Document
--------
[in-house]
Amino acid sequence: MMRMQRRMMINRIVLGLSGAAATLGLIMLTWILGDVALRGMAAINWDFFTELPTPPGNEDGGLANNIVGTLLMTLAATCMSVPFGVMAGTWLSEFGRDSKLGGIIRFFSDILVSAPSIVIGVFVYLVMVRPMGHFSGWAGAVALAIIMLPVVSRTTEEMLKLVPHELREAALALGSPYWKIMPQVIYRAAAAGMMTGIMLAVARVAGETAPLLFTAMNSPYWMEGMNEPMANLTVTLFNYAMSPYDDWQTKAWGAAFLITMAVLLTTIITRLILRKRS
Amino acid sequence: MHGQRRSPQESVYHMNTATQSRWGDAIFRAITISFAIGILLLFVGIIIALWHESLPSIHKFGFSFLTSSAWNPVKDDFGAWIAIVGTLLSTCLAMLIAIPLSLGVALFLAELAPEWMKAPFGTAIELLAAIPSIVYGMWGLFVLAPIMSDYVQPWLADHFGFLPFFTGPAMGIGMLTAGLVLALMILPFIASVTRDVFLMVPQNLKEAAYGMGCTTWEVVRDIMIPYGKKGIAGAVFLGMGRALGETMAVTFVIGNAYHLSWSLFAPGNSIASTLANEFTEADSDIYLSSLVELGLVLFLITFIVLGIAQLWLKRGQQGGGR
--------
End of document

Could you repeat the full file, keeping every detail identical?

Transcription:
[in-house]
Amino acid sequence: MMRMQRRMMINRIVLGLSGAAATLGLIMLTWILGDVALRGMAAINWDFFTELPTPPGNEDGGLANNIVGTLLMTLAATCMSVPFGVMAGTWLSEFGRDSKLGGIIRFFSDILVSAPSIVIGVFVYLVMVRPMGHFSGWAGAVALAIIMLPVVSRTTEEMLKLVPHELREAALALGSPYWKIMPQVIYRAAAAGMMTGIMLAVARVAGETAPLLFTAMNSPYWMEGMNEPMANLTVTLFNYAMSPYDDWQTKAWGAAFLITMAVLLTTIITRLILRKRS
Amino acid sequence: MHGQRRSPQESVYHMNTATQSRWGDAIFRAITISFAIGILLLFVGIIIALWHESLPSIHKFGFSFLTSSAWNPVKDDFGAWIAIVGTLLSTCLAMLIAIPLSLGVALFLAELAPEWMKAPFGTAIELLAAIPSIVYGMWGLFVLAPIMSDYVQPWLADHFGFLPFFTGPAMGIGMLTAGLVLALMILPFIASVTRDVFLMVPQNLKEAAYGMGCTTWEVVRDIMIPYGKKGIAGAVFLGMGRALGETMAVTFVIGNAYHLSWSLFAPGNSIASTLANEFTEADSDIYLSSLVELGLVLFLITFIVLGIAQLWLKRGQQGGGR